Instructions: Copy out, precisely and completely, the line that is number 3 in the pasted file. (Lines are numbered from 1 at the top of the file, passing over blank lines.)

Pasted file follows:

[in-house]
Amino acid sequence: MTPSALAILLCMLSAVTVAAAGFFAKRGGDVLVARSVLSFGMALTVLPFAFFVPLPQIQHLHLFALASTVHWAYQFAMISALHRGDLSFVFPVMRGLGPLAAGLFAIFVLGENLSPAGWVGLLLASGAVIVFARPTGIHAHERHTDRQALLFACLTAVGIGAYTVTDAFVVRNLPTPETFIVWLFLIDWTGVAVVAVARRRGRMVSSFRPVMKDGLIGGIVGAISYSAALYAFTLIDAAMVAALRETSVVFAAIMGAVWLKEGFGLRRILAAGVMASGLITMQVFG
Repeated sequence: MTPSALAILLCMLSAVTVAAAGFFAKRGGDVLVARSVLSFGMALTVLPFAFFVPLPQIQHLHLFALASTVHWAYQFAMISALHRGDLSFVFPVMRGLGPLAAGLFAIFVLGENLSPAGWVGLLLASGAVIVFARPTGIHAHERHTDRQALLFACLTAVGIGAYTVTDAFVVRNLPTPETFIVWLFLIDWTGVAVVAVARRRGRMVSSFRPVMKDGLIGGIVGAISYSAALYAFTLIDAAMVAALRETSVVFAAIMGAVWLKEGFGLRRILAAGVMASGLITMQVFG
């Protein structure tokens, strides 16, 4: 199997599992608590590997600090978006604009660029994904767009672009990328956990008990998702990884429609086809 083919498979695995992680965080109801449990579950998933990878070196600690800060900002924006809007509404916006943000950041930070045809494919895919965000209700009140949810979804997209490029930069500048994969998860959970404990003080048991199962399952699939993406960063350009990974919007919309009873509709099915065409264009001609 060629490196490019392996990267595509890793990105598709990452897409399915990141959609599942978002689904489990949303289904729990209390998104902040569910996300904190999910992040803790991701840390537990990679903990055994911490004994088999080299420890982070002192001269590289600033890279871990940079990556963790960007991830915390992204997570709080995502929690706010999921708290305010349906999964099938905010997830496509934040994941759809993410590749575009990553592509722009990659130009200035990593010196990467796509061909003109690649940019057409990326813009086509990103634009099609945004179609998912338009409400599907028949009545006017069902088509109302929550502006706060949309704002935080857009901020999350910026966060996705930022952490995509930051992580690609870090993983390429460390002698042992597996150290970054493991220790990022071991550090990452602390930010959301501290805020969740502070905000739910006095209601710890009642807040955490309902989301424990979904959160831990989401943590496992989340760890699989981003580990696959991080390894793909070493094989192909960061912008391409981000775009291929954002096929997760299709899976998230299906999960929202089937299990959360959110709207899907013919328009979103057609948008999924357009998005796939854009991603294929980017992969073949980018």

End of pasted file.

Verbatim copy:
Repeated sequence: MTPSALAILLCMLSAVTVAAAGFFAKRGGDVLVARSVLSFGMALTVLPFAFFVPLPQIQHLHLFALASTVHWAYQFAMISALHRGDLSFVFPVMRGLGPLAAGLFAIFVLGENLSPAGWVGLLLASGAVIVFARPTGIHAHERHTDRQALLFACLTAVGIGAYTVTDAFVVRNLPTPETFIVWLFLIDWTGVAVVAVARRRGRMVSSFRPVMKDGLIGGIVGAISYSAALYAFTLIDAAMVAALRETSVVFAAIMGAVWLKEGFGLRRILAAGVMASGLITMQVFG